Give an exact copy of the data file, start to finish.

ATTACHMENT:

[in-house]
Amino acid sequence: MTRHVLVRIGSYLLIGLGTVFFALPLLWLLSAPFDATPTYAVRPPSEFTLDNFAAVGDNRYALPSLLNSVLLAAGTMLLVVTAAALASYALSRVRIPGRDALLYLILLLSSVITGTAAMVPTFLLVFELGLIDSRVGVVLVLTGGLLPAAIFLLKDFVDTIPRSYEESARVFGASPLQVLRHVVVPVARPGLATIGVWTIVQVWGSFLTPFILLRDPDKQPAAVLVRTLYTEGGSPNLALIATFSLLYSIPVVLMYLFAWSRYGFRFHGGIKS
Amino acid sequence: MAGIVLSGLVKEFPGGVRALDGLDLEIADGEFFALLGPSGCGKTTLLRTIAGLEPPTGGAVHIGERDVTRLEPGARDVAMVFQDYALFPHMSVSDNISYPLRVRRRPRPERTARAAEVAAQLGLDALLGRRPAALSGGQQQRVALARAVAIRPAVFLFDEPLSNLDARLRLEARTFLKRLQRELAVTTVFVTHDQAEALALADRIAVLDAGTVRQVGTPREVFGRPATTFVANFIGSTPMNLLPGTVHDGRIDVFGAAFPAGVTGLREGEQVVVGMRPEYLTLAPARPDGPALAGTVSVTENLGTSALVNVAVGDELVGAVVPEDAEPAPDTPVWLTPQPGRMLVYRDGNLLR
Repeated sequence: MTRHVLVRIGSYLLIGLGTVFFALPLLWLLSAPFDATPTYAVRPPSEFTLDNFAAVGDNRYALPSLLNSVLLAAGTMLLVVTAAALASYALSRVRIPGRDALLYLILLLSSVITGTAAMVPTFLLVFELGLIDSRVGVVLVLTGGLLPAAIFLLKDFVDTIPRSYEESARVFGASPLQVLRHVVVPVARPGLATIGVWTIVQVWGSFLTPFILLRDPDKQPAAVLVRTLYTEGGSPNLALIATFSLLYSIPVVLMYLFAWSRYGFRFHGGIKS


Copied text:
[in-house]
Amino acid sequence: MTRHVLVRIGSYLLIGLGTVFFALPLLWLLSAPFDATPTYAVRPPSEFTLDNFAAVGDNRYALPSLLNSVLLAAGTMLLVVTAAALASYALSRVRIPGRDALLYLILLLSSVITGTAAMVPTFLLVFELGLIDSRVGVVLVLTGGLLPAAIFLLKDFVDTIPRSYEESARVFGASPLQVLRHVVVPVARPGLATIGVWTIVQVWGSFLTPFILLRDPDKQPAAVLVRTLYTEGGSPNLALIATFSLLYSIPVVLMYLFAWSRYGFRFHGGIKS
Amino acid sequence: MAGIVLSGLVKEFPGGVRALDGLDLEIADGEFFALLGPSGCGKTTLLRTIAGLEPPTGGAVHIGERDVTRLEPGARDVAMVFQDYALFPHMSVSDNISYPLRVRRRPRPERTARAAEVAAQLGLDALLGRRPAALSGGQQQRVALARAVAIRPAVFLFDEPLSNLDARLRLEARTFLKRLQRELAVTTVFVTHDQAEALALADRIAVLDAGTVRQVGTPREVFGRPATTFVANFIGSTPMNLLPGTVHDGRIDVFGAAFPAGVTGLREGEQVVVGMRPEYLTLAPARPDGPALAGTVSVTENLGTSALVNVAVGDELVGAVVPEDAEPAPDTPVWLTPQPGRMLVYRDGNLLR
Repeated sequence: MTRHVLVRIGSYLLIGLGTVFFALPLLWLLSAPFDATPTYAVRPPSEFTLDNFAAVGDNRYALPSLLNSVLLAAGTMLLVVTAAALASYALSRVRIPGRDALLYLILLLSSVITGTAAMVPTFLLVFELGLIDSRVGVVLVLTGGLLPAAIFLLKDFVDTIPRSYEESARVFGASPLQVLRHVVVPVARPGLATIGVWTIVQVWGSFLTPFILLRDPDKQPAAVLVRTLYTEGGSPNLALIATFSLLYSIPVVLMYLFAWSRYGFRFHGGIKS